If you've got a big pot, a food processor and some jars - you can do this! You'll notice in some of the pictures that we used a unique pot in our preparation - this pot is known as a maslin pan - traditionally used in the UK for making preserves. Its designed with a wide mouth that narrows towards the base, fitting perfectly on the stove burner. The maslin pan has a heavy stainless steel bottom as well as a swinging handle (like a bucket) to easily lift and pour the preserves into jars. Jan acquired the pan a few years back with grand pickling and preserving plans :) Although any old pot with a solid bottom will do the trick, if you are hard core into pickling and preserves, you may want to consider adding one of these pots to your collection. You can purchase them at Lee Valley Hardware.

We did have a few challenges and questions with the recipe - so here they are. The recipe called to scald your onions - we weren't certain how to go about this but Peter's Mom suggested boiling some water and pouring it over the sliced onions, we imagine you could also just put the onions in water and bring it to a boil. After scalding the onions for a few minutes, discard the water. The purpose we assume is to remove some of the potent onion flavor. Speaking of onions - this recipe has a lot - two quarts worth. We recommend you definitely use a food processor and a pair of Paula Deen style onion goggles couldn't hurt. The recipe instructions say to cook all the ingredients thoroughly until thick - WHA?? The lack of instruction here left us in a bit of a pickle (no pun intended). I'm certain Mrs. Eisenhauer (the recipe's author) knows exactly how long to cook this - we did try to reach Mrs. Eisenhauer, unfortunately she wasn't at home. It's a fine line - rhubarb relish shouldn't be thick like jam, so we didn't want to overcook it. Also, once the relish cools it tends to thicken more. We ended up letting the relish simmer for about an hour until we were happy with its consistency. The recipe yields about eight 500 ml jars (the recipe doesn't specify this).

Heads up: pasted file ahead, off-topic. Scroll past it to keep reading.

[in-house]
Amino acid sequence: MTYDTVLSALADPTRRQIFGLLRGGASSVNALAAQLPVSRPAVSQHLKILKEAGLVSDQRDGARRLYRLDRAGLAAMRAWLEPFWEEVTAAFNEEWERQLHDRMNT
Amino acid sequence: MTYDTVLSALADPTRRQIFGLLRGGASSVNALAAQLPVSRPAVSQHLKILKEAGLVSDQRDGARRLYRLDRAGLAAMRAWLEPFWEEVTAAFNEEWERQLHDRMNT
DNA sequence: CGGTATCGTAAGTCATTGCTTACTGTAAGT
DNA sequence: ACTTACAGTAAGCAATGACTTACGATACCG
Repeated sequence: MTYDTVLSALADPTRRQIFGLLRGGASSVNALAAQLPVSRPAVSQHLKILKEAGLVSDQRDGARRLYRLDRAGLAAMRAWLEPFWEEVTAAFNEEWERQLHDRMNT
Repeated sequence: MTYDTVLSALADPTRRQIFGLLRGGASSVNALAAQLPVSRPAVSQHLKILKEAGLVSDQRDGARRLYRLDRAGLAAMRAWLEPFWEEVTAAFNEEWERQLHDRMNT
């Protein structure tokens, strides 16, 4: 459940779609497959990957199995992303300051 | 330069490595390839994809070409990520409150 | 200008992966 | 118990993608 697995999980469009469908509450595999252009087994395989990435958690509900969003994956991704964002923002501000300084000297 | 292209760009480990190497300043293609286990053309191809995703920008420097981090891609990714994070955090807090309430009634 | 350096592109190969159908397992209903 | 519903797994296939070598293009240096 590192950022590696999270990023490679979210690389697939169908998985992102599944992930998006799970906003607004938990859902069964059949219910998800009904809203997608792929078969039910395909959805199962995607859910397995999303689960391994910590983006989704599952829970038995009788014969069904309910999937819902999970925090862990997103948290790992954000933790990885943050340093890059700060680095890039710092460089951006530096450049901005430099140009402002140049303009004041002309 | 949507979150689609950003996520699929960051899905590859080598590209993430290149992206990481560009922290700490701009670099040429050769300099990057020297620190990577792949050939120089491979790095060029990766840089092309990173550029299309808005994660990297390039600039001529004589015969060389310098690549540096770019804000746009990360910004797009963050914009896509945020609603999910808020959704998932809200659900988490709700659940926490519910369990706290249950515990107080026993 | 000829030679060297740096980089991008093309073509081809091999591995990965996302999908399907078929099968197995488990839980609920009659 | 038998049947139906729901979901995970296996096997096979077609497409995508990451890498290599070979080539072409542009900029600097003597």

As far as bottling goes - we washed and sterilized the bottles and lids by placing them on cookie sheet and heating them in the oven, we removed them from the oven when ready to fill. The jars should then be boiled following normal canning procedures. The jars will sometimes make a snapping sound as the lids curve inward - despite watching them for about fifteen minutes, our jars didn't seem to do this. As Peter's mama said, "a watched pot never boils".

Although this recipe isn't an exact replica of the rhubarb relish they serve at Magnolia's Grill, it is an excellent second. We will continue our efforts to duplicate their recipe. Overall the recipe was surprisingly simple and delicious - a definite redo.

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Rhubarb Relish:

2 Quarts Chopped Rhubarb

2 Quarts Onions (scalded)

7 Cups White Sugar

3 Cups Cider Vinegar

2 Tsp Salt

1 Tsp Pepper

2 Tsp Ground Cloves

2 Tsp Cinnamon


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    by seafood paella on, December 22, 2010 3:20 PM

    This recipe looks great. I can't wait to try it myself. Thanks for sharing